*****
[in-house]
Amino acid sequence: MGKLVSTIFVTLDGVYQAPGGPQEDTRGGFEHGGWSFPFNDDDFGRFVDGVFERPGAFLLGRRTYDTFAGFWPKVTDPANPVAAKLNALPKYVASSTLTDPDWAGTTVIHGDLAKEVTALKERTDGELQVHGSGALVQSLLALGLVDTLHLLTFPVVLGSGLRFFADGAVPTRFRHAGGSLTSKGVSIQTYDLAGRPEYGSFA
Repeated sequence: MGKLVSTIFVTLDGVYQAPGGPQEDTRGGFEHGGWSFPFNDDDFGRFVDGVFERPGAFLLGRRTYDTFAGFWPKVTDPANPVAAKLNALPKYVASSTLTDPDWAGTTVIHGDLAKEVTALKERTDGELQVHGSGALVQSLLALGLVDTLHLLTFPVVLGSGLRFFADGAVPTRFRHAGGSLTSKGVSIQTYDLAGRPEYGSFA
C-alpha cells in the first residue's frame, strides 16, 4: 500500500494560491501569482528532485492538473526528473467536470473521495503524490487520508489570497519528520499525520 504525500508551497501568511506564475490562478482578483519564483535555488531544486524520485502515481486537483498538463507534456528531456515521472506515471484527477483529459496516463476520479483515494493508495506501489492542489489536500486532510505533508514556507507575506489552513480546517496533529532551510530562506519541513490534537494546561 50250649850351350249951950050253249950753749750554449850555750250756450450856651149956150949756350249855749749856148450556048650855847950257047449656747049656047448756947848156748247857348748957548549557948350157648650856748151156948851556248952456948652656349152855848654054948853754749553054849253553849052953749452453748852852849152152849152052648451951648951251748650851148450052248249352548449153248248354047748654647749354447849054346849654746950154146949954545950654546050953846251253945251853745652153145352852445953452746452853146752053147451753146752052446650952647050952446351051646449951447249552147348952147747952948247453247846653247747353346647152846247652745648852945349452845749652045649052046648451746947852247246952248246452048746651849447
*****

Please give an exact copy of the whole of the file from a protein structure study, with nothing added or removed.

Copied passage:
[in-house]
Amino acid sequence: MGKLVSTIFVTLDGVYQAPGGPQEDTRGGFEHGGWSFPFNDDDFGRFVDGVFERPGAFLLGRRTYDTFAGFWPKVTDPANPVAAKLNALPKYVASSTLTDPDWAGTTVIHGDLAKEVTALKERTDGELQVHGSGALVQSLLALGLVDTLHLLTFPVVLGSGLRFFADGAVPTRFRHAGGSLTSKGVSIQTYDLAGRPEYGSFA
Repeated sequence: MGKLVSTIFVTLDGVYQAPGGPQEDTRGGFEHGGWSFPFNDDDFGRFVDGVFERPGAFLLGRRTYDTFAGFWPKVTDPANPVAAKLNALPKYVASSTLTDPDWAGTTVIHGDLAKEVTALKERTDGELQVHGSGALVQSLLALGLVDTLHLLTFPVVLGSGLRFFADGAVPTRFRHAGGSLTSKGVSIQTYDLAGRPEYGSFA
C-alpha cells in the first residue's frame, strides 16, 4: 500500500494560491501569482528532485492538473526528473467536470473521495503524490487520508489570497519528520499525520 504525500508551497501568511506564475490562478482578483519564483535555488531544486524520485502515481486537483498538463507534456528531456515521472506515471484527477483529459496516463476520479483515494493508495506501489492542489489536500486532510505533508514556507507575506489552513480546517496533529532551510530562506519541513490534537494546561 50250649850351350249951950050253249950753749750554449850555750250756450450856651149956150949756350249855749749856148450556048650855847950257047449656747049656047448756947848156748247857348748957548549557948350157648650856748151156948851556248952456948652656349152855848654054948853754749553054849253553849052953749452453748852852849152152849152052648451951648951251748650851148450052248249352548449153248248354047748654647749354447849054346849654746950154146949954545950654546050953846251253945251853745652153145352852445953452746452853146752053147451753146752052446650952647050952446351051646449951447249552147348952147747952948247453247846653247747353346647152846247652745648852945349452845749652045649052046648451746947852247246952248246452048746651849447